Marcos considered Ninoy as one of the biggest threats to his hold on power even as his wife Imelda managed to strengthen her position as the most likely successor should this ailing president die.
Two reasons emerged as to why Ninoy could not have his operation in the Philippines: That the Aquinos didn't trust the doctors assigned to him; or that the doctors themselves didn't want to because of the possible backlash if the procedure failed.

The only option left was for Ninoy to be flown ASAP to the US.  

For Charlie---young doctor---this thorny situation was something he never aspired for. The assignment fell on his lap and he just had to do it as any committed physician would. 

He was never even given a chance to say goodbye to his parents in Quezon. All they got was a letter he asked his cousin Dondon to send through the BLTB bus headed for their town (Sampaloc).

Sans valid papers, he was barred entry from the airport until someone came with his passport, visa and ticket and introduced him to Ninoy and his family: Cory, 16 year old Noynoy, Ballsy, Pinky and Viel (Kris was then vacationing in Hong Kong). 


Ninoy exercising with heart surgeon Dr.
Rolando Solis after his operation
"From then on, inalalayan ko na sya (I propped him up)," says Charlie, "because he was very weak and frequently complained of chest pains."

He adds, "Cory was very kind but initially seemed to maintain her distance---maybe because she thought I was a Marcos person."

She and Ninoy were in the first class section while Charlie and the Aquino children sat in economy.

"Afterwards, Cory came and exchanged seats with me because Senator Aquino complained more of his chest pains."

"Kung me mangyari sa akin, ikaw na ang bahala sa pamilya ko (If something happens to me, please take care of my family)," the Senator said in the thick of their conversation.

Charlie was dumbfounded and didn't know how to react. They hardly even knew him. What if something really happened?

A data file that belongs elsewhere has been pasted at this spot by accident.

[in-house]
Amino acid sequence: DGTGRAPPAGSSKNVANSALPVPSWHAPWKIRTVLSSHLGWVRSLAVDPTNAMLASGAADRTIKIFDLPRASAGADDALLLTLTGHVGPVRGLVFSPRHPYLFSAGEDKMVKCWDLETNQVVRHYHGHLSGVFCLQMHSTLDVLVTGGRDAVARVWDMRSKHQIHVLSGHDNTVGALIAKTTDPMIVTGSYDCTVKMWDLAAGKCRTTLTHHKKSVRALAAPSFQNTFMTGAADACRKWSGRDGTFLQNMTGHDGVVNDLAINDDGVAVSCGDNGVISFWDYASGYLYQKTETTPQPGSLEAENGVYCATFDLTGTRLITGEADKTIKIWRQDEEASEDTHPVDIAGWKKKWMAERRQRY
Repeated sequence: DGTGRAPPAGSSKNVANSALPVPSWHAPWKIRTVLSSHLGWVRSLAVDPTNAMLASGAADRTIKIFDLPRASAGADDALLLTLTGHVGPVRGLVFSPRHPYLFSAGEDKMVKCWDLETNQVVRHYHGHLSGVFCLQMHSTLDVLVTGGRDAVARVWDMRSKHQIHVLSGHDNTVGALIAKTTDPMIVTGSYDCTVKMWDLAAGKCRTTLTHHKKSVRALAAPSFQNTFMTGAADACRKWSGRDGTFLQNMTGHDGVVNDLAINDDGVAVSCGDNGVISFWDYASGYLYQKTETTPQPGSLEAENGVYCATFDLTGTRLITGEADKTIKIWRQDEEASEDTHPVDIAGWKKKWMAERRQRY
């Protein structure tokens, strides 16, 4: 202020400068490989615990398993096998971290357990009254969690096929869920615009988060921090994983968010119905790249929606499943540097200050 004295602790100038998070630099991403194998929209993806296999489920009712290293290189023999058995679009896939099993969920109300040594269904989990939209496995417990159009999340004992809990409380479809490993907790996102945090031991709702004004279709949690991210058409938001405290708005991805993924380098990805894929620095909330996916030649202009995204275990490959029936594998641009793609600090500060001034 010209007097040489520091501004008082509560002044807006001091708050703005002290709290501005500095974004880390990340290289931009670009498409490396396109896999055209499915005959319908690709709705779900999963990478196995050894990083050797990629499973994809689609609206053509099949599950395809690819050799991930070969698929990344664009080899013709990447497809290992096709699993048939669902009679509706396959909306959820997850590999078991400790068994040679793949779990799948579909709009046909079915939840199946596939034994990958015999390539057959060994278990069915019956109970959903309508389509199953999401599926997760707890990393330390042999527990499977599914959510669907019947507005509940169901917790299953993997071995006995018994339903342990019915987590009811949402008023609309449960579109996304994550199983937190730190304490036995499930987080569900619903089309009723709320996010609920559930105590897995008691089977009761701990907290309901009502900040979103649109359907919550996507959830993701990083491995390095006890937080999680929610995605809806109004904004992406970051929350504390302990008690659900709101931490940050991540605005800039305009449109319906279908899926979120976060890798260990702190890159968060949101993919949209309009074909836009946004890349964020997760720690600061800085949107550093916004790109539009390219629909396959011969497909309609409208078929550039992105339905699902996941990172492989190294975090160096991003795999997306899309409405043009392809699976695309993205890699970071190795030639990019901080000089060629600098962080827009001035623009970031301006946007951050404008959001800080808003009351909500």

But from that time on, Charlie knew he was rubbing elbows with greatness---but a greatness which was willing to be vulnerable, to trust and let go.

"He was so down-to-earth, kind, insightful and thoughtful," he adds. Ninoy even regaled him with stories of his being a correspondent during the Korean war, his stint as a CIA agent once---showing off his special watch to prove it.

Hordes of reporters waited for the Aquinos on their arrival in San Francisco.

Charlie cautioned against entertaining any interviews because of Ninoy's worsening condition. Besides, Ninoy needed to rest for another flight the following day to Dallas, Texas. At Dallas' Baylor University Medical Center, Charlie endorsed Ninoy to Dr. Rolando Solis and promised to visit him after the operation. 

The next time young doctor and famous patient saw each other, Ninoy was already on his feet. Charlie had earlier visited his fiance---then working as a nurse in Texas--- then asked Ninoy to be one of their wedding sponsors.

"It would be an honor," he readily responded, then promised that since he could not be physically present, his mother Aurora would instead take his place.

Dr. Dator went back to the Philippines soon after, settled down with his new bride, but later made his home in the US---earning his fellowship in interventional cardiology at St. Joseph Hospital, Syracuse. 

"Did you ever have a chance to visit Cory (She would later return to the Philippines and become president after the Marcoses' escape from Malacanang---fueled by "people power" after Ninoy's assasination upon his return to the country in September 1983.) or current president Noynoy since then?" I ask.

"I intended to, whenever I visited the Philippines, but never got around to doing it," he says.  



Charlie with our childhood friend Ate Genia (right) and me, with Niagara Falls as backdrop
  But Charlie waited for Mrs. Aquino when he happened to be at the Philippine embassy after her well-applauded speech at the United Nations General Assembly on September 22, 1986.

"Uy, me bigote ka na!" She kidded, then they exchanged plesantries. Another tete-a-tete with greatness.

In both of these encounters, "greatness" didn't try to overpower or attempt to boast or make one feel suffocated or uncomfortable. Nor was there any sense of arrogance. 

No wonder many of our countrymen regard Ninoy Aquino and Cory Aquino as heroes. They were true to their cause but never lost their humanity and simplicity.

"For whoever exalts himself will be humbled, and whoever humbles himself will be exalted" (Matthew 23:12).

 (Charlie is my nephew from my mother's side of the family. I write this blog today from his home in Upstate New York where he continues his successful practice as a cardiologist. I'm on a one-week break from my apostolic [caring for apo or grandchild] mission to bond with relatives and friends, some of whom I never met, or saw last when I was yet a scrawny seven year old.)